The third camp is the realists. They... think a cold turkey approach creates too much collateral damage.... This view is particularly strong at the Financial Times, where its well regarded economics editor Martin Wolf and commentator Martin de Grauwe have both takes a page from Walter Bagehot, who advocated that central bankers needed to create some pain even as they were alleviating a crisis. They should lend, but at penalty rates, and only against good collateral.... Walter Buiter (among other things, a member of the monetary policy committee at the Bank of England) and Anne Siber (advisor to the Committee for Economic and Monetary Affairs of the European Parliament) hew more tightly to the Bagehot line and, say quite bluntly at VoxEu that the Fed blew it:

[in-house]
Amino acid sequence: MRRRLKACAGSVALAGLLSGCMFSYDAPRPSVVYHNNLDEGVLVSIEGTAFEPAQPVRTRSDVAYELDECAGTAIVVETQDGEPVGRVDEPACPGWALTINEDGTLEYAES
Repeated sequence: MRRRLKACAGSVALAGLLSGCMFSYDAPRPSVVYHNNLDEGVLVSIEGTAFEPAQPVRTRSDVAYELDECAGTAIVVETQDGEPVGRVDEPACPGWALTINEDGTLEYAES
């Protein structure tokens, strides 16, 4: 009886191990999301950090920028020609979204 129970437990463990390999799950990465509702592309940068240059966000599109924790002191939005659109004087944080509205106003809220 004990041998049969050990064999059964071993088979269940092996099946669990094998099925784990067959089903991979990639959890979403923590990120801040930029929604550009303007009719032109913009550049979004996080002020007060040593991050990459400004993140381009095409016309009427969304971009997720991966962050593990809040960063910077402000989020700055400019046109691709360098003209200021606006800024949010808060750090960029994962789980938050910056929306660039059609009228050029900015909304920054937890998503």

The Fed's 17-8-07 move was a missed opportunity. It should have effectively created a market by expanding the set of eligible collateral, charging an appropriate "haircut" or penalty interest rate, and expanding the set of eligible borrowers at the discount window to include any financial entity that is willing to accept appropriate prudential supervision and regulation..... We believe that this cut in the discount rate was an inappropriate response to the financial turmoil. The market failure that prompted this response was not that financial institutions are unable to pay 6.25 percent at the discount window and survive (given that they have eligible collateral). The problem is that banks and other financial institutions are holding a lot of assets which are suddenly illiquid.... [T]he Fed should have effectively created a market by expanding the set of eligible collateral and charging an appropriate "haircut" or penalty. Specifically, it should have included financial instruments for which there is no readily available market price to act as a benchmark for the valuation of the instrument for purposes of collateral...